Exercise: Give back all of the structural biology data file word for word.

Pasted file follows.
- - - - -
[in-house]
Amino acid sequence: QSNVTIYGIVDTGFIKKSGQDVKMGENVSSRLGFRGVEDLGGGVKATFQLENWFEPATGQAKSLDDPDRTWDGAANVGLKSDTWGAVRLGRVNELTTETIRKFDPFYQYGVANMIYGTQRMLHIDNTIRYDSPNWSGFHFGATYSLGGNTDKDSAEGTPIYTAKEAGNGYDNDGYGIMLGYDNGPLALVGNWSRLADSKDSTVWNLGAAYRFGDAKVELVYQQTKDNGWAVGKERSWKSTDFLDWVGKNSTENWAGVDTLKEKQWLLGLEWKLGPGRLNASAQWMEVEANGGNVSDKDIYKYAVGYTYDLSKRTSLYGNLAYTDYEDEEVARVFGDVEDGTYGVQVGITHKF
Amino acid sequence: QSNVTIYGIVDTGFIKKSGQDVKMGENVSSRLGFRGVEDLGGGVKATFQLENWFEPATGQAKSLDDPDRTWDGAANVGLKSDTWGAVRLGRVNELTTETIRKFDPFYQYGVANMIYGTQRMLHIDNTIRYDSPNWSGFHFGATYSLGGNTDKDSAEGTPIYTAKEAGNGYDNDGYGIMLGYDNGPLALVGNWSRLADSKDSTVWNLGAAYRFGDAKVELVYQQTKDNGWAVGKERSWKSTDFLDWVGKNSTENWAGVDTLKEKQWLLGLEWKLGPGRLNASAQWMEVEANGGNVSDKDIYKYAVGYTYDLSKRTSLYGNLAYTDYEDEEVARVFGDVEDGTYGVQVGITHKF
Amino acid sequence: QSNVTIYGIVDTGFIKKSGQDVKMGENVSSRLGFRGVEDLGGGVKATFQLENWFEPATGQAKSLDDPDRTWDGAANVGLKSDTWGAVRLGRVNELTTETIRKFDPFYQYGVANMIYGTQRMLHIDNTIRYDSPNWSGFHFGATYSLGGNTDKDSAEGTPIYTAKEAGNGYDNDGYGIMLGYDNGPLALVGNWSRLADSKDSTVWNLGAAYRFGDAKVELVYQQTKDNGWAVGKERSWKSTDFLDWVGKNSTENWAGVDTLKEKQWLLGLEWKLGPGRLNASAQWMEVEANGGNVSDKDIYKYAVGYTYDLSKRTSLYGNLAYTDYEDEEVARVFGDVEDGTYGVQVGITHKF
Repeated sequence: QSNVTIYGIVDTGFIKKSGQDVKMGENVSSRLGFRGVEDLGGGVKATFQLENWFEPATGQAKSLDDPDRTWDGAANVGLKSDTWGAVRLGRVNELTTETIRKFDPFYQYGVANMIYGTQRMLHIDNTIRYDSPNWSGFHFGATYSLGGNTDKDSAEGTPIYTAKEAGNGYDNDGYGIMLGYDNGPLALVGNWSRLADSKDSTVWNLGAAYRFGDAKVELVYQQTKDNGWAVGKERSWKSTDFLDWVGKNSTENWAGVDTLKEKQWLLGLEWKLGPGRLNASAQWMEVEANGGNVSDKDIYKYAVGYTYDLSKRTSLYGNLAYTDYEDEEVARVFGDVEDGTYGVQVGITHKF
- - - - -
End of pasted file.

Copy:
[in-house]
Amino acid sequence: QSNVTIYGIVDTGFIKKSGQDVKMGENVSSRLGFRGVEDLGGGVKATFQLENWFEPATGQAKSLDDPDRTWDGAANVGLKSDTWGAVRLGRVNELTTETIRKFDPFYQYGVANMIYGTQRMLHIDNTIRYDSPNWSGFHFGATYSLGGNTDKDSAEGTPIYTAKEAGNGYDNDGYGIMLGYDNGPLALVGNWSRLADSKDSTVWNLGAAYRFGDAKVELVYQQTKDNGWAVGKERSWKSTDFLDWVGKNSTENWAGVDTLKEKQWLLGLEWKLGPGRLNASAQWMEVEANGGNVSDKDIYKYAVGYTYDLSKRTSLYGNLAYTDYEDEEVARVFGDVEDGTYGVQVGITHKF
Amino acid sequence: QSNVTIYGIVDTGFIKKSGQDVKMGENVSSRLGFRGVEDLGGGVKATFQLENWFEPATGQAKSLDDPDRTWDGAANVGLKSDTWGAVRLGRVNELTTETIRKFDPFYQYGVANMIYGTQRMLHIDNTIRYDSPNWSGFHFGATYSLGGNTDKDSAEGTPIYTAKEAGNGYDNDGYGIMLGYDNGPLALVGNWSRLADSKDSTVWNLGAAYRFGDAKVELVYQQTKDNGWAVGKERSWKSTDFLDWVGKNSTENWAGVDTLKEKQWLLGLEWKLGPGRLNASAQWMEVEANGGNVSDKDIYKYAVGYTYDLSKRTSLYGNLAYTDYEDEEVARVFGDVEDGTYGVQVGITHKF
Amino acid sequence: QSNVTIYGIVDTGFIKKSGQDVKMGENVSSRLGFRGVEDLGGGVKATFQLENWFEPATGQAKSLDDPDRTWDGAANVGLKSDTWGAVRLGRVNELTTETIRKFDPFYQYGVANMIYGTQRMLHIDNTIRYDSPNWSGFHFGATYSLGGNTDKDSAEGTPIYTAKEAGNGYDNDGYGIMLGYDNGPLALVGNWSRLADSKDSTVWNLGAAYRFGDAKVELVYQQTKDNGWAVGKERSWKSTDFLDWVGKNSTENWAGVDTLKEKQWLLGLEWKLGPGRLNASAQWMEVEANGGNVSDKDIYKYAVGYTYDLSKRTSLYGNLAYTDYEDEEVARVFGDVEDGTYGVQVGITHKF
Repeated sequence: QSNVTIYGIVDTGFIKKSGQDVKMGENVSSRLGFRGVEDLGGGVKATFQLENWFEPATGQAKSLDDPDRTWDGAANVGLKSDTWGAVRLGRVNELTTETIRKFDPFYQYGVANMIYGTQRMLHIDNTIRYDSPNWSGFHFGATYSLGGNTDKDSAEGTPIYTAKEAGNGYDNDGYGIMLGYDNGPLALVGNWSRLADSKDSTVWNLGAAYRFGDAKVELVYQQTKDNGWAVGKERSWKSTDFLDWVGKNSTENWAGVDTLKEKQWLLGLEWKLGPGRLNASAQWMEVEANGGNVSDKDIYKYAVGYTYDLSKRTSLYGNLAYTDYEDEEVARVFGDVEDGTYGVQVGITHKF